Similar stories could be heard from another flower trader, Kawser Biswas. He, along with his son, Liton Biswas, has also been hoping to recover from the carnage they faced last year. 60,000 marigold plants in a two-bigha land, resembling a sea of bright gold, certainly give them hope.
At Tk400 per thousand flowers , their business has picked up its pace after a grim period which saw the demand fall by quite a lot - as low as Tk0.15 to TK0.25 per piece in comparison with the current rate of Tk0.40, in the past months.
Mohammad Ibrahim, another cultivator, who has two fields, hopes that the future will bring Godkhali back what misfortune had taken away. Stunning roses of blood red colour have turned his flower beds into what looks like a spectacular red carpet breathing an air of confidence to his wish.
The pandemic and the cyclone brought the prices of roses to Tk0.30 per piece at one stage and at some places, the flowers were left to be devoured by animals or decomposed over time as the number of buyers shrank dramatically.
In early 2021 as people bested the fear of the pandemic, different occasions including Hindu rituals and red letter days began to be observed while at the same time, favourable weather along with easing of Covid-19 restrictions reignited people's love for artistry and decorativeness, making the flowers irresistible to Bangladeshis of all ages.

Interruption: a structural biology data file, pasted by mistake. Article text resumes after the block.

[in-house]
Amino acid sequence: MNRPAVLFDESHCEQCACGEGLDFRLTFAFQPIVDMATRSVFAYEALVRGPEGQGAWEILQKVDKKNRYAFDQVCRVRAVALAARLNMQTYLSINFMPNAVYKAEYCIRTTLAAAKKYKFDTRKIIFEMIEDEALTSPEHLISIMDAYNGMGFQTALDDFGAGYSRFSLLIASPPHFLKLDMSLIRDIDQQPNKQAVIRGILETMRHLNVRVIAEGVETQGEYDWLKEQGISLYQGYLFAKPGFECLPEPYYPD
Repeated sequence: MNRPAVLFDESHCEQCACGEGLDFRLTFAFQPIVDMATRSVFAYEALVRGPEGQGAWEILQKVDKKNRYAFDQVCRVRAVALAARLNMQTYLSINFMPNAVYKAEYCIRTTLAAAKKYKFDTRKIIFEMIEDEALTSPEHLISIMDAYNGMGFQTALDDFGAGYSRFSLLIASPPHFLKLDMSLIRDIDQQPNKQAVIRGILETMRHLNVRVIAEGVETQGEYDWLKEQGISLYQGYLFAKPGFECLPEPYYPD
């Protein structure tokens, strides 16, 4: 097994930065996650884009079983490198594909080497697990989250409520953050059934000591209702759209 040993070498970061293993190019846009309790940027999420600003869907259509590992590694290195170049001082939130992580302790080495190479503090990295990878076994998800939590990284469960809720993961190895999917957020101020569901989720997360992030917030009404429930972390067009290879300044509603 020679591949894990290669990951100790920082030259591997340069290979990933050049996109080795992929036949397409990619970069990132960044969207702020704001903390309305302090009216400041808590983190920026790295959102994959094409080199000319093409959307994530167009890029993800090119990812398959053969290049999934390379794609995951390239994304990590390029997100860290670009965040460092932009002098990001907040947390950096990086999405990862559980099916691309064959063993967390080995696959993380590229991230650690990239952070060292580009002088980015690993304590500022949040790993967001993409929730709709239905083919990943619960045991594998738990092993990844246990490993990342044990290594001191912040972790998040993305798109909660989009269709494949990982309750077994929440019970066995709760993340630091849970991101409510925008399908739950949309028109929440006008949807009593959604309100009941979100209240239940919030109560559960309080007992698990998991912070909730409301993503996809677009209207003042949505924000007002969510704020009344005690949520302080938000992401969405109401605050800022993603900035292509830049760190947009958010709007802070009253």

Soon, demand brought back the flower trade back to speed. Roses now are being sold at Tk2 to Tk5 per piece (hiking up to as much as as Tk12 during Valentine's Day), hinting that the glory days are not yet over for Godkhali.
Though retailers selling flowers around the country sell flowers at much higher rates, very few percentage of it goes to the wholesaler cultivators in Godkhali.
Yet, the sheer volume that the flower cultivators sell makes up for that, which was blocked by disasters last year.
The demands were back in early 2021 and flowers worth lakhs were being sold every day (crores on special occasions). The shining and smiling flower beds spanning across the vast fields may therefore slowly return Godkhali to its glory days.
Of course, better loan distribution mechanisms and government initiatives can hasten Godkhali's return to success with effective measures, which may even help to expand the flower trade to the furthest corners of the country - possibly even beyond our borders.
Well thought-out infrastructure projects funded by specific packages may also contribute in saving the flower-beds and poly-houses from future environmental catastrophes.
Though Godkhali, which once reigned over two-thirds of the flower market of Bangladesh, is steadily recovering, it's not all hunky-dory. Recent spikes in corona infection rate may prove to be an ominous sign for the flower traders as restrictions are getting reintroduced for public safety and the threat of tropical cyclones looms large on the horizon with the advent of summer.
But when all is said and done, the brave and industrious people of Godkhali remain optimistic. As the country braces for a second Covid wave, the flower capital of Bangladesh longs for a better day when flowers can again adorn the country.